As a computer consultant, I often find it useful to be able to boot into different operating systems from the same machine. For example, to help my PowerPC customers, I keep around a laptop that is capable to booting into either Tiger or Snow Leopard as well as Classic.
Up until the release of Lion, creating a multi-boot Mac has been a time-consuming but straightforward process: Make a full backup of the existing system, repartition the drive into two, restore the original OS and install the newer OS into the secondary partition using the Apple install DVD. There’s nothing fancy or mysterious, here.
Lion changes the game entirely. You can’t just create a second partition and begin the Lion install. The Lion installer will invariably greet you with the following error message:
“This disk cannot be used to start up your computer”
You say to yourself, how can that be? My Mac is Intel-powered and meets the minimum system requirements. What’s going on?
The way I got around this perplexing problem was to install a fresh copy of Lion onto an external hard drive, first. Fortunately, I had a used 2.5 inch hard drive available that could be employed for this purpose. I connected the drive to a NewerTech Universal Drive Adapter that I attached to my Mac. Using my Mac’s Ethernet connection, I began the Lion install.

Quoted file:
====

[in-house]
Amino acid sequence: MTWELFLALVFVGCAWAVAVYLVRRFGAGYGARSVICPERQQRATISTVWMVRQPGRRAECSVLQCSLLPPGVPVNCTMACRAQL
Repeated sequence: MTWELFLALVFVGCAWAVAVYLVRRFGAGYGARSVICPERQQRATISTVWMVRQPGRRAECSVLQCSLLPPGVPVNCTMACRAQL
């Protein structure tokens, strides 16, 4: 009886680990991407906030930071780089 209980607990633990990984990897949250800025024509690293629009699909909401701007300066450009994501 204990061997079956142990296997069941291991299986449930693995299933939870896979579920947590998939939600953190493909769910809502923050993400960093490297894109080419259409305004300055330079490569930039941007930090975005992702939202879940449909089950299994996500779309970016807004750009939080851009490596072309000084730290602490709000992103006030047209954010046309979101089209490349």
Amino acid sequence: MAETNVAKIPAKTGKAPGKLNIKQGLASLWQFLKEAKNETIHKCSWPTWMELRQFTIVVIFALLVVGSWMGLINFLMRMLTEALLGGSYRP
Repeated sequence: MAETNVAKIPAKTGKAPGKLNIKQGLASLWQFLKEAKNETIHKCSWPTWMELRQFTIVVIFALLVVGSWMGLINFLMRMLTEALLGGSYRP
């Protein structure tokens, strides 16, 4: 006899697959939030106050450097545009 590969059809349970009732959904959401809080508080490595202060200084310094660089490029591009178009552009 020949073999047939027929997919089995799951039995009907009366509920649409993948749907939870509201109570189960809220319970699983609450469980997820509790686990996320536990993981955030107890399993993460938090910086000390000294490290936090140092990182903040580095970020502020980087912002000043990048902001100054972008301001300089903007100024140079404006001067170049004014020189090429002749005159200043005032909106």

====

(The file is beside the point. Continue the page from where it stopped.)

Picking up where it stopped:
Once installation completed, I restarted my Mac and booted into Lion to make sure the OS was operational. I then rebooted my Mac again with the Option key held down to select and boot into the Lion Recovery Disk Assistant.
In Disk Assistant, I opened Disk Utility. Following instructions outlined on Apple Support Document TS3926, I reduced the size of my Mac’s second partition by 128MB. Afterward, I exited Disk Utility and selected my NewerTech hard drive as my startup disk.
Once my Mac rebooted, I proceeded to clone my 10.7 system from my external hard drive to the laptop using Carbon Copy Cloner. After the cloning process completed, I rebooted my Mac using its internal drive as the startup disk and then installed the Apple software updates (including Mac OS X 10.7.2).